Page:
The Economic and Organisational Significance of Catholic Monasteries and Convents in the Life and Activity of the Radziwills of Nieswiez in the Eighteenth Century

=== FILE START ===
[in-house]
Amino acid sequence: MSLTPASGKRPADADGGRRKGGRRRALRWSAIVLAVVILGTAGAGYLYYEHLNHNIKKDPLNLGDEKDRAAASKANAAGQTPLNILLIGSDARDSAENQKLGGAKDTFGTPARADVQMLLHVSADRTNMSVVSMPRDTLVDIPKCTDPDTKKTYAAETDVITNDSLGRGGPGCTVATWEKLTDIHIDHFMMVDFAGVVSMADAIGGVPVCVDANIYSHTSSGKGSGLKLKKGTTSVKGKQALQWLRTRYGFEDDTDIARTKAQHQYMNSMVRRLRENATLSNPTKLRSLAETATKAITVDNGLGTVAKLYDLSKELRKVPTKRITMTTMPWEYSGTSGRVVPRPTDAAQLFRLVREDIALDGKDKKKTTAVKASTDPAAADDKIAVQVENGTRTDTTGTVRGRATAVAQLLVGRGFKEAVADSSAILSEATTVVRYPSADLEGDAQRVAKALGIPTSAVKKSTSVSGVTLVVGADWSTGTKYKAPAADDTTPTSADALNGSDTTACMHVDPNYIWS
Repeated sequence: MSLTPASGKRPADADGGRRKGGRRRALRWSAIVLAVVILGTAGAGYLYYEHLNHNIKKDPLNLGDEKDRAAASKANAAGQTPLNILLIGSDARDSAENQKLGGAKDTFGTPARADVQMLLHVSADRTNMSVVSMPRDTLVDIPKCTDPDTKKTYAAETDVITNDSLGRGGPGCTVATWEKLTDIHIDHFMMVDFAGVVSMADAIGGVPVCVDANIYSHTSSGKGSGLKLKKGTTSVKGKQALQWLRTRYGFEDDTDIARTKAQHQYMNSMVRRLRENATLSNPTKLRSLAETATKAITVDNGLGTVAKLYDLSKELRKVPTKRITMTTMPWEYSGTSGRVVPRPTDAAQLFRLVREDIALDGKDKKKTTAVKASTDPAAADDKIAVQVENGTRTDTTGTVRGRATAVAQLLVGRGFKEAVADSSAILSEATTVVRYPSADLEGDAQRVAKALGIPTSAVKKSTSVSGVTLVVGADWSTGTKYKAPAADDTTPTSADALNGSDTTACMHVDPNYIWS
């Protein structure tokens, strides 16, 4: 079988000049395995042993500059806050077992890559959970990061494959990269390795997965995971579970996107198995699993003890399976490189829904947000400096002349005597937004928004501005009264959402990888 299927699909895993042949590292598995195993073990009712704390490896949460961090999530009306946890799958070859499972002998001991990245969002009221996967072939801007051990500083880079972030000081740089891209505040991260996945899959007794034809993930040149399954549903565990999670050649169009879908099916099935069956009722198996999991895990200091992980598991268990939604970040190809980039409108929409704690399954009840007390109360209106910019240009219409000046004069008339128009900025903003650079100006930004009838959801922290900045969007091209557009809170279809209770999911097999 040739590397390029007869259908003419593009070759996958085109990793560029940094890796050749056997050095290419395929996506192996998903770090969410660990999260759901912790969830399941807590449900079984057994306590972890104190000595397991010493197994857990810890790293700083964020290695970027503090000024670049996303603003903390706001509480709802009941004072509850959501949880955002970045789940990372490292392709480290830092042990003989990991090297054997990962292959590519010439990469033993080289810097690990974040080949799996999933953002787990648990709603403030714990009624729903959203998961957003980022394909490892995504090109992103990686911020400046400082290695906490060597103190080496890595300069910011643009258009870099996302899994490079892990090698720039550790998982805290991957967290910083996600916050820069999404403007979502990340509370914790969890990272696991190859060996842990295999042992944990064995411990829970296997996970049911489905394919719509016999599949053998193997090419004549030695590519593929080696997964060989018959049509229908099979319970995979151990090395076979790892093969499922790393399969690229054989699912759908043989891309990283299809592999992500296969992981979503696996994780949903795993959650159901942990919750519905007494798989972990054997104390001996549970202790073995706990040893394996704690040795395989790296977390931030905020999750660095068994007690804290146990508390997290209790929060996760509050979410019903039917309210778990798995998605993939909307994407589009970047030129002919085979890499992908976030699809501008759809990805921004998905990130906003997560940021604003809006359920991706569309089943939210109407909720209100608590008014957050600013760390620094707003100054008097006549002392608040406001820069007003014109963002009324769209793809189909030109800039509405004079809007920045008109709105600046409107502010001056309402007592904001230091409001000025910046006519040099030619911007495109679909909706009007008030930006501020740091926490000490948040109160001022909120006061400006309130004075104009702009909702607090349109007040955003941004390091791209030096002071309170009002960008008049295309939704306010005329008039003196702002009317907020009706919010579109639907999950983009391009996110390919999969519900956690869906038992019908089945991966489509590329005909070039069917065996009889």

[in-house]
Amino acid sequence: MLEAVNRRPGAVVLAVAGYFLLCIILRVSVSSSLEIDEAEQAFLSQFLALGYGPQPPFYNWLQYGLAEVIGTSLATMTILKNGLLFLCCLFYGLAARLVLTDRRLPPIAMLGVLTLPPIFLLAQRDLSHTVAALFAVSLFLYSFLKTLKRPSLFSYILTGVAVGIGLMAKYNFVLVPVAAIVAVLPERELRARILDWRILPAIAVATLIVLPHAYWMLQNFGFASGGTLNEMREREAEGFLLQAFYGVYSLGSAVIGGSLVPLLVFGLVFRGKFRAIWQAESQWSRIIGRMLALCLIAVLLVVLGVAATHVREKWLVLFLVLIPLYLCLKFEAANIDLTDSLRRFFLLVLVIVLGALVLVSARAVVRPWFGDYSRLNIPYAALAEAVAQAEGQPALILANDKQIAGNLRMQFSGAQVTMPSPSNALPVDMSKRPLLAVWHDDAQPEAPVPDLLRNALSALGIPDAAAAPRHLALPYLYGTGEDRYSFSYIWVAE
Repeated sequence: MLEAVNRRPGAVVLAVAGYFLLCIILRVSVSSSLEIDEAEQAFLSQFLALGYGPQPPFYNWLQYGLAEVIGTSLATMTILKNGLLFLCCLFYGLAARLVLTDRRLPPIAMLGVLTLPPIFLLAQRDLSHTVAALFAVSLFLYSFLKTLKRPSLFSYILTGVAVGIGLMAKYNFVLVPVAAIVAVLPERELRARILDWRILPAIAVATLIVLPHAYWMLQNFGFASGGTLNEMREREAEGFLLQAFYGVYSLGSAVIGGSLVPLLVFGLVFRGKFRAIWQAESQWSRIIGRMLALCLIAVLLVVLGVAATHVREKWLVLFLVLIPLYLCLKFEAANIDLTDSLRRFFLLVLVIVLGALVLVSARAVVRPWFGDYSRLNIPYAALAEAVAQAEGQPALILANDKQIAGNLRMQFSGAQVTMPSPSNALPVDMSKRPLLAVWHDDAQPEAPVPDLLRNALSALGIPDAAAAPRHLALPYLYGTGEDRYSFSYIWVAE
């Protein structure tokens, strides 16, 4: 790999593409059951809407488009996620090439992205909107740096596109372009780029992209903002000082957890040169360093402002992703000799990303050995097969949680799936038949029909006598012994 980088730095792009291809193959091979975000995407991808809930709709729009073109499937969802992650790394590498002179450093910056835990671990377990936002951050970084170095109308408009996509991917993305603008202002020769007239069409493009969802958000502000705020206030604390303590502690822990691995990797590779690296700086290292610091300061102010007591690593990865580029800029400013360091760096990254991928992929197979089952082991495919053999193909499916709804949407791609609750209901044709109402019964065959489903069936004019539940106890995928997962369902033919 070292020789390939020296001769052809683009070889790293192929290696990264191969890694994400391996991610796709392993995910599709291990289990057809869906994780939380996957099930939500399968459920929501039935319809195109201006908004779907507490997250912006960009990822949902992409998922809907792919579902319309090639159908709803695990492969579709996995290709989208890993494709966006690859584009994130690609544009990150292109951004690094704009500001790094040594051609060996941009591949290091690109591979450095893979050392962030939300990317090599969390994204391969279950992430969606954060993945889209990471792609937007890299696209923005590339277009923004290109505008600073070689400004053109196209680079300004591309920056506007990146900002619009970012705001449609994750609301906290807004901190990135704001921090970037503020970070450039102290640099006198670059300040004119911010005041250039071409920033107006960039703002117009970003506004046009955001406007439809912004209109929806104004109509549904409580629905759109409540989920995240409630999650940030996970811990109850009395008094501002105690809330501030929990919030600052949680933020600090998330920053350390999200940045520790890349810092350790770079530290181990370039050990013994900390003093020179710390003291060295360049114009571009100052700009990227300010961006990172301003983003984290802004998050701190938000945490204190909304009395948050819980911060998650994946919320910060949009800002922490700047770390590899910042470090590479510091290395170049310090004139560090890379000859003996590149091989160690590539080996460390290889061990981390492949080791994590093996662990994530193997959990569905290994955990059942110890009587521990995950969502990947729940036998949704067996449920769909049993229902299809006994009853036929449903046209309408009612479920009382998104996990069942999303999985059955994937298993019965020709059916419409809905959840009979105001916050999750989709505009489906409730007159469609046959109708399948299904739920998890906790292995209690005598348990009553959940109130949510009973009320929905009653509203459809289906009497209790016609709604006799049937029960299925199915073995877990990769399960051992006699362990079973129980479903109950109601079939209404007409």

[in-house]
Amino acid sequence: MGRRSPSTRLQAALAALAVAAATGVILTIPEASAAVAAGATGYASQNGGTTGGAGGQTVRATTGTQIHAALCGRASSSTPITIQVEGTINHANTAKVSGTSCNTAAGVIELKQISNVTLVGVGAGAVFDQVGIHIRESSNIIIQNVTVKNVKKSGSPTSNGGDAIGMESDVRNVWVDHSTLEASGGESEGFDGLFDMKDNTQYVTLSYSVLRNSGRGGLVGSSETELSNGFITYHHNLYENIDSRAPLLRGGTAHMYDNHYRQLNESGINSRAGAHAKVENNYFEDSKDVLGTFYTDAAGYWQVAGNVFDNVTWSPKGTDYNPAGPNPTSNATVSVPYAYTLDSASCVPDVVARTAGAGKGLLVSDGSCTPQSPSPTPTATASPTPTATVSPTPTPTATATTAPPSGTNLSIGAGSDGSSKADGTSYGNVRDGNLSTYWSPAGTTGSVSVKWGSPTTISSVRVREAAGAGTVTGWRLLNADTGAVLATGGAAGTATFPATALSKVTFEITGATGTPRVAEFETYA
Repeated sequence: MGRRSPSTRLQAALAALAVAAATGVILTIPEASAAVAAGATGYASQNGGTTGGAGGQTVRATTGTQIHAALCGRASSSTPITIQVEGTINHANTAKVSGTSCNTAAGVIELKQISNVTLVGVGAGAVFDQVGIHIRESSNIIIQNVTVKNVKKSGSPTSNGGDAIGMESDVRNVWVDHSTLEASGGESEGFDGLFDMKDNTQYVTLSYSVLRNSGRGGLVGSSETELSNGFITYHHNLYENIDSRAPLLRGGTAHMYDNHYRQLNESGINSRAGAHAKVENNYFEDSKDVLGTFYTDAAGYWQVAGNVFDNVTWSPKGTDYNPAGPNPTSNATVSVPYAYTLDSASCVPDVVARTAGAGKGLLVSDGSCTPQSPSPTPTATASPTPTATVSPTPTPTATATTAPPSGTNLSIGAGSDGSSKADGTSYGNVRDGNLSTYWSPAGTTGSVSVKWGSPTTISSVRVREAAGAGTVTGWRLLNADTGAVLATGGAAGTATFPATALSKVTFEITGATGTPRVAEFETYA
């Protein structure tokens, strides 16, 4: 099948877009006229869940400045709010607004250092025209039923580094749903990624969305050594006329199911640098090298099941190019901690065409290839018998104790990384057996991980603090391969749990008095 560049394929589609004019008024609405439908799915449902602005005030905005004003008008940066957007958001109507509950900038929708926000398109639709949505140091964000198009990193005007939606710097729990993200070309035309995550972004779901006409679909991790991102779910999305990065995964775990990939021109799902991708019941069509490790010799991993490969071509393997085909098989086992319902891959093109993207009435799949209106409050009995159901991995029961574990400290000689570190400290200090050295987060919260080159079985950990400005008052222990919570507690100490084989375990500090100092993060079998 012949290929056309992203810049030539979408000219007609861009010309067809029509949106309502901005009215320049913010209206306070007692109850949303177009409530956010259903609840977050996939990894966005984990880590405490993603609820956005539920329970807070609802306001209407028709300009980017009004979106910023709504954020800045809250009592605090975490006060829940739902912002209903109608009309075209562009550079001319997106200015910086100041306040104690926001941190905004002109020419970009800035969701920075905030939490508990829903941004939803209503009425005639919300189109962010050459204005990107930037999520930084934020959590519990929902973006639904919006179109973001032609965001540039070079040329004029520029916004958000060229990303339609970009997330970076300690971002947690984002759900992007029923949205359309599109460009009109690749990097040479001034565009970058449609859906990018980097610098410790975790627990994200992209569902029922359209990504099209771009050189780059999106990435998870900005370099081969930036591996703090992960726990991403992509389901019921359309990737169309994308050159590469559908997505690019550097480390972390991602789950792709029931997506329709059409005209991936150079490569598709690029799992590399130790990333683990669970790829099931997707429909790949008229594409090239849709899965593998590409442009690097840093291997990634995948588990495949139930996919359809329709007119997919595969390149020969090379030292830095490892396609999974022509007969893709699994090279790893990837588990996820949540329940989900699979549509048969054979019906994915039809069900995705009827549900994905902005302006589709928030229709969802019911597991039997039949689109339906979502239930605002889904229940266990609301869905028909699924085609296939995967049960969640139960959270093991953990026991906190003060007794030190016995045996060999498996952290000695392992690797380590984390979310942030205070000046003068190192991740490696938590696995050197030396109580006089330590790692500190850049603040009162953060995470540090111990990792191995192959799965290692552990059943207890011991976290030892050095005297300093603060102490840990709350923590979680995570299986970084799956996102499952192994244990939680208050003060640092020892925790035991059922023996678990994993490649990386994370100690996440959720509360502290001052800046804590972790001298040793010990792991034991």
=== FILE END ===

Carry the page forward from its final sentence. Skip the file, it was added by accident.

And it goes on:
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A presentation of the economic profits associated with 18th century monastic foundations, discussed upon the example of one of the most powerful families in the Commonwealth – the Radziwills of Nieswiez. During the titular period, members of this family were celebrated as the generous founders and benefactors of numerous monastic institutions, and the funds donated for the expansion of the monastic network considerably exceeded the average of the epoch. Heretofore literature on the subject has, more often than not, accentuated the ideological, propaganda or political part played by a given foundation; its economic aspect, either totally ignored or relegated by researchers to the margin, attracted rather one-sided interest, usually within the context of analysing endowments and the economic activity of the monasteries/convents in the landed estates which formed their property. More in-depth reflection could considerably enhance our knowledge about the phenomenon of the foundation and its motives, as well as explain the strong position of the Catholic Church in the Commonwealth during the eighteenth century and the rapid expansion of its territorial structures. The first part of the article deals with the fiscal and economic services of the monasteries/convents, with particular attention paid to the loans offered by them; during the period under examination they comprised one of the most popular and secure ways of fulfilling the financial needs of the higher social strata. As a rule, the loans were contracted from women's monastic communities and the pledge included landed estates, with the reservation that they were to be bought back after the term mentioned in the contract. The author went on to show the role played by the monasteries and convents as intermediaries and partners in financial questions, focusing predominantly on the right to an unhampered administration of the monastic property, customarily enjoyed by the patron. Finally, the article brings the reader closer to the rank held by the monastery/convent as a host of the patron and members of his court. The presented reflections led to the following conclusion: although in comparison with the Crown the patron's authority over the monasteries/convents subordinate to him in the Grand Duchy of Lithuania was much wider, it certainly was not unlimited. The Church had devised certain schemes of activity and mechanisms whose purpose was to protect the monasteries and convents from the excessive claims made by the magnate.
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